♦ Griffin graduated from high school early and enrolled at Baylor in the spring of 2008. Competing for the Bears’ track team, he earned All-American status in the 400-meter hurdles when he finished third at the NCAA Outdoor Championship. He won the Big 12 400-meters with the third-fastest time (49.22) in school history.
♦ Griffin is the son of Robert Sr.?and Jacqueline Griffin and was born Feb. 12, 1990,?in Japan. Robert Griffin Sr. is retired U.S. military. RG3 graduated No. 7 in senior class and graduated from Baylor in December 2010 with degree in political science. He has aspirations of attending law school.
HEISMAN TROPHY WINNERS
2011 – Robert Griffin III, Baylor, QB
2010 – Cam Newton, Auburn, QB
2009 – Mark Ingram, Alabama, RB
2008 – Sam Bradford, Oklahoma, QB
2007 – Tim Tebow, Florida, QB
2006 – Troy Smith, Ohio State, QB
2005 – Vacated
2004 – Matt Leinart, Southern Cal, QB
2003 – Jason White, Oklahoma, QB
2002 – Carson Palmer, Southern Cal, QB
2001 – Eric Crouch, Nebraska, QB
2000 – Chris Weinke, Florida St., QB
1999 – Ron Dayne, Wisconsin, RB
1998 – Ricky Williams, Texas, RB
1997 – Charles Woodson, Michigan, CB
1996 – Danny Wuerffel, Florida, QB
1995 – Eddie George, Ohio State, TB
1994 – Rashaan Salaam, Colorado, RB
1993 – Charlie Ward, Florida State, QB
1992 – Gino Torretta, Miami, QB
1991 – Desmond Howard, Michigan, WR
1990 – Ty Detmer, Brigham Young, QB
1989 – Andre Ware, Houston, QB
1988 – Barry Sanders, Oklahoma State, RB
1987 – Tim Brown, Notre Dame, WR
1986 – Vinny Testaverde, Miami, QB
1985 – Bo Jackson, Auburn, TB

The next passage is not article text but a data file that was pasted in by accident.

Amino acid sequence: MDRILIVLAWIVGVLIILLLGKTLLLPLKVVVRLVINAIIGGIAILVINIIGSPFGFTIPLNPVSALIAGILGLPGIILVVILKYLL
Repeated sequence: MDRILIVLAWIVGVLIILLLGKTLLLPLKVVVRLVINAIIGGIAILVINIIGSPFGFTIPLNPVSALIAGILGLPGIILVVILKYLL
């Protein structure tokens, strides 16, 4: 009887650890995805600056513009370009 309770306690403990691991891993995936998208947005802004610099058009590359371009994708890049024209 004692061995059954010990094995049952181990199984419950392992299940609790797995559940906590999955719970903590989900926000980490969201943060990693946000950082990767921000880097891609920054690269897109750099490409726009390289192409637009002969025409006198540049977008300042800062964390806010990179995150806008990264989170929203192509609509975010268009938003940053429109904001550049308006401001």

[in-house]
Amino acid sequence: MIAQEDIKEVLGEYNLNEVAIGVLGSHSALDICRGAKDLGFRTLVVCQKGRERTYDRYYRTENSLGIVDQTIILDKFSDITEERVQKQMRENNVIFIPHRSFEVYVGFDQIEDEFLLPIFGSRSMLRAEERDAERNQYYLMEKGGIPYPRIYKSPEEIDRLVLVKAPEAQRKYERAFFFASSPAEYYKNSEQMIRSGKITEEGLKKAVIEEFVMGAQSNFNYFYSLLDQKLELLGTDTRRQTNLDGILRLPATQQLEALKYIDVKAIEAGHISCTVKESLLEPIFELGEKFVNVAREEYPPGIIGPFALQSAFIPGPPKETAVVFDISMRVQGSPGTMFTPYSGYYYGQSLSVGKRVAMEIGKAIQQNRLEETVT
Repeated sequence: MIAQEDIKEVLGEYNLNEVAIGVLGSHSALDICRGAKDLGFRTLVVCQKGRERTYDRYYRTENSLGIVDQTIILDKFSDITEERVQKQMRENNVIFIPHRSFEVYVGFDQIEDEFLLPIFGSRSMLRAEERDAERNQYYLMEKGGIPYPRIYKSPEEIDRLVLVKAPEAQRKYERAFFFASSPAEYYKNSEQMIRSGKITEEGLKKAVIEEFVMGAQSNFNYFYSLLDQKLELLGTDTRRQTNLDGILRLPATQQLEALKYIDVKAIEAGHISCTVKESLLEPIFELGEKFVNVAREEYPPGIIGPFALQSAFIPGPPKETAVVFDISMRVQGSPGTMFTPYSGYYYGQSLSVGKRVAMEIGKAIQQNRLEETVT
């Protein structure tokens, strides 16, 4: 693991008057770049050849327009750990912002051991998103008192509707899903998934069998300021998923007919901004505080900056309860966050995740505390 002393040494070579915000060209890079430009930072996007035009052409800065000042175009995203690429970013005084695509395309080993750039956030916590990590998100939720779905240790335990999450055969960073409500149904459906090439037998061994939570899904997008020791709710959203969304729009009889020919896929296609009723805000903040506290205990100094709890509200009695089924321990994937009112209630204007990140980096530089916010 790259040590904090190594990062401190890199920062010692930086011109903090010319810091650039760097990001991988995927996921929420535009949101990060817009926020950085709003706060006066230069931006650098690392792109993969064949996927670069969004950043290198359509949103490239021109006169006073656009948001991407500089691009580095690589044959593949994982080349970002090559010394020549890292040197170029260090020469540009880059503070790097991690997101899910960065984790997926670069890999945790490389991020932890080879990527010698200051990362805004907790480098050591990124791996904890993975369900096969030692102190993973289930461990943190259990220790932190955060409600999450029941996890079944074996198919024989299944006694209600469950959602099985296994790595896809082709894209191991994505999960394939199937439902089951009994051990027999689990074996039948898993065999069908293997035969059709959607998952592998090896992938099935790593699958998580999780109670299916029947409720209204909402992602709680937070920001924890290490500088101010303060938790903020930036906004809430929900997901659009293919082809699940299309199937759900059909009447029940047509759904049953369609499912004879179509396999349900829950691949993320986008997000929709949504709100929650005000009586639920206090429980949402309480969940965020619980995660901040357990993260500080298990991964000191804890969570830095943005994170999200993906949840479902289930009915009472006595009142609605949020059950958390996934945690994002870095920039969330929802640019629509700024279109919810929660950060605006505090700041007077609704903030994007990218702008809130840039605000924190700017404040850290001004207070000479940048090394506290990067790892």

1984 – Doug Flutie, Boston College, QB
1983 – Mike Rozier, Nebraska, TB
1982 – Herschel Walker, Georgia, HB
1981 – Marcus Allen, Southern Cal, TB
1980 – George Rogers, South Carolina, HB
1979 – Charles White, Southern Cal, TB
1978 – Billy Sims, Oklahoma, HB
1977 – Earl Campbell, Texas, FB
1976 – Tony Dorsett, Pittsburgh, HB
1975 – Archie Griffin, Ohio State, HB
1974 – Archie Griffin, Ohio State, HB
1973 – John Cappelletti, Penn State, HB
1972 – Johnny Rodgers, Nebraska, FL
1971 – Pat Sullivan, Auburn, QB
1970 – Jim Plunkett, Stanford, QB
1969 – Steve Owens, Oklahoma, HB
1968 – O.J. Simpson, Southern Cal, TB
1967 – Gary Beban, UCLA, QB
1966 – Steve Spurrier, Florida, QB
1965 – Mike Garrett, Southern Cal, TB
1964 – John Huarte, Notre Dame, QB
1963 – Roger Staubach, Navy, QB
1962 – Terry Baker, Oregon State, QB
1961 – Ernie Davis, Syracuse, HB
1960 – Joe Bellino, Navy, HB
1959 – Billy Cannon, LSU, HB
1958 – Pete Dawkins, Army, HB
1957 – John David Crow, Texas A&M, HB
1956 – Paul Hornung, Notre Dame, QB
1955 – Howard Cassady, Ohio State, HB
1954 – Alan Ameche, Wisconsin, FB
1953 – John Lattner, Notre Dame, HB
1952 – Billy Vessels, Oklahoma, HB
1951 – Dick Kazmaier, Princeton, HB
1950 – Vic Janowicz, Ohio State, HB
1949 – Leon Hart, Notre Dame, E
1948 – Doak Walker, SMU, HB
1947 – John Lujack, Notre Dame, QB
1946 – Glenn Davis, Army, HB
1945 – Doc Blanchard, Army, HB
1944 – Les Horvath, Ohio State, QB
1943 – Angelo Bertelli, Notre Dame, QB
1942 – Frank Sinkwich, Georgia, HB
1941 – Bruce Smith, Minnesota, HB
1940 – Tom Harmon, Michigan, HB
1939 – Nile Kinnick, Iowa, HB
1938 – Davey O'Brien, Texas Christian, QB
1937 – Clint Frank, Yale, HB
1936 – Larry Kelley, Yale, E
1935 – Jay Berwanger, Chicago, HB